by Mike Wheeler
University Compliance Office
Ethics can be defined as a system of principles pertaining to rights
and wrongs of certain actions in respect to a particular group or
culture. In other words, a particular body of individuals defines the
acceptable ethical actions within their group.
The ethical criteria for co-authorship credit for publications are not
defined in MUSC policy or procedure. Therefore, the criteria for
co-authorship are important to define whenever initiating collaborative
scholarly activities. Co-authorship resulting from the proposed
research will be discuss and agreed upon by the members of the study
team or staff of the laboratory. In addition, when personnel exit as
members of a study team or laboratory staff, the co-authorship credit
criteria should once again be discussed with this individual.
Co-authorship credit should be based on substantial contributions to:
- The conception and design or analysis and interpretation of data;
- Drafting the article or critically revising the intellectual content; and/or
- Approval of the final version submitted for publication.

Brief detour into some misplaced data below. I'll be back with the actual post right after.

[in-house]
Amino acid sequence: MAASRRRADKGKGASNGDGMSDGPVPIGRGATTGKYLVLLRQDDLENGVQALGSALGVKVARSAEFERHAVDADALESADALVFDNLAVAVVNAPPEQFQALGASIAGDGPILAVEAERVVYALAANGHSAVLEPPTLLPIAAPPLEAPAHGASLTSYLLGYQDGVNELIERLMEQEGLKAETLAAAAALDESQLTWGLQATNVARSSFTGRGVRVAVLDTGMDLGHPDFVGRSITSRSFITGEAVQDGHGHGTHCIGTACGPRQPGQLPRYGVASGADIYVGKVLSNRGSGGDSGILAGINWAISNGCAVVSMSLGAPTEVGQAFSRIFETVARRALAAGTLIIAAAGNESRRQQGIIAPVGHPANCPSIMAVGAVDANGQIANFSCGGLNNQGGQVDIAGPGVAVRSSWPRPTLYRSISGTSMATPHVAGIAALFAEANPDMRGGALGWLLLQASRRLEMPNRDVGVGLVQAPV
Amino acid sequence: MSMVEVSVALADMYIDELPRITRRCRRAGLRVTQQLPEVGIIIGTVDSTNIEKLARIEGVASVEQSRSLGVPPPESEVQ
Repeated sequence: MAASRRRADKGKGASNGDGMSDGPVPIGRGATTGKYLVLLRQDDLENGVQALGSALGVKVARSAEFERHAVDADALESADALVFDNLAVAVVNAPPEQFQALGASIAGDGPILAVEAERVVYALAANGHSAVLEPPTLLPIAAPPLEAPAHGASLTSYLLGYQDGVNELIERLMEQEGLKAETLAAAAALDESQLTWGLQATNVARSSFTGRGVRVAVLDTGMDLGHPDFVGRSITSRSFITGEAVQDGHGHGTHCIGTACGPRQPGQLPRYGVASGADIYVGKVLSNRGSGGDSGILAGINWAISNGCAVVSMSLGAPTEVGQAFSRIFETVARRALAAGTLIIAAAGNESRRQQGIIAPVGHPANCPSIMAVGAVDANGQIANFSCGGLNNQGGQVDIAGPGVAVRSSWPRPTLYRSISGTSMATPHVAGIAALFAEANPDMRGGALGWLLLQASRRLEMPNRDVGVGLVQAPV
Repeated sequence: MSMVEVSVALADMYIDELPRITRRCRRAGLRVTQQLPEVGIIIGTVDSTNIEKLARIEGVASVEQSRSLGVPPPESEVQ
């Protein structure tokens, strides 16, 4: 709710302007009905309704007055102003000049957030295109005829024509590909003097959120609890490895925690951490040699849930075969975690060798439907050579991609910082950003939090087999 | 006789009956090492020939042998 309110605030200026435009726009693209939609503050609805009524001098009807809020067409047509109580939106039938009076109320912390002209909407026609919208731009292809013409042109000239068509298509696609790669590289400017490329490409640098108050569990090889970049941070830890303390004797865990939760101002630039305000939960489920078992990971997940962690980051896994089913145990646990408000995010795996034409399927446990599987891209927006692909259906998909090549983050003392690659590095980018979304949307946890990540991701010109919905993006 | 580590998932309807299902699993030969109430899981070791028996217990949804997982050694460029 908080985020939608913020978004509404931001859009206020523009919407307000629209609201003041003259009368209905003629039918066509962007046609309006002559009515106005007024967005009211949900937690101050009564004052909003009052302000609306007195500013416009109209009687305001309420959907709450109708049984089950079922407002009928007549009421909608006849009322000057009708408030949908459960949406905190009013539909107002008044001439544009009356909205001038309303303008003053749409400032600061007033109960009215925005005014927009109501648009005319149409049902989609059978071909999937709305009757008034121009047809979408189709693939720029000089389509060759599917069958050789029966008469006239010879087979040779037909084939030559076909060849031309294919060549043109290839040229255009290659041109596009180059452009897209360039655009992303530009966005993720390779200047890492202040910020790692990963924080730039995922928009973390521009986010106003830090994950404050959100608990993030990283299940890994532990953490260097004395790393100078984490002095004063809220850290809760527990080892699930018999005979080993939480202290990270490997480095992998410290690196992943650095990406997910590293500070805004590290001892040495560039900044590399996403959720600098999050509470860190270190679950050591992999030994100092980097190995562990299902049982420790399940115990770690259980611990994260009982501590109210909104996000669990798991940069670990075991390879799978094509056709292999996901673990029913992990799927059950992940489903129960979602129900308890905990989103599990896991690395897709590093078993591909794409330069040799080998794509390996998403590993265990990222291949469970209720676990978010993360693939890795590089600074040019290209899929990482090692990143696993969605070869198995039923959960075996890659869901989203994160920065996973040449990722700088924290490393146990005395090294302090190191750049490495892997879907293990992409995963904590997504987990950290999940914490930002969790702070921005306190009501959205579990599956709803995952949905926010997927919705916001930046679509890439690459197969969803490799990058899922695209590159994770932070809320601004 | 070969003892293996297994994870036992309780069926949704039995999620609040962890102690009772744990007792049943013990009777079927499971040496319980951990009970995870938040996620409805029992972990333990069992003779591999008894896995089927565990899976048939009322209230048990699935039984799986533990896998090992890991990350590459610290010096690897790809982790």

Each co-author should
have participated sufficiently to take public responsibility for
appropriate portions of the content of the publication. Acquisition of
funding, collection of data or general supervision of the study team or
laboratory staff does not in itself justify co-authorship.
All contributors not meeting the criteria for co-authorship should be
listed in an “Acknowledgements” section. An example of an
acknowledgement may include an individual providing purely technical or
writing assistance or a departmental chair providing only general
The ethical criteria for submission reviews concerning grants and/or
awards are also not defined in MUSC policy or procedure. Before using
someone’s name on a submission for a grant and/or award, the individual
should be contacted and grant permission. In addition, this individual
should be provided an opportunity to review the submission prior to
allowing the use of their name.
By following these guidelines, principal investigators can help ensure
all employees meet a reasonable, ethical standard of conduct concerning
co-authorship and submission reviews.
Friday, July 24, 2009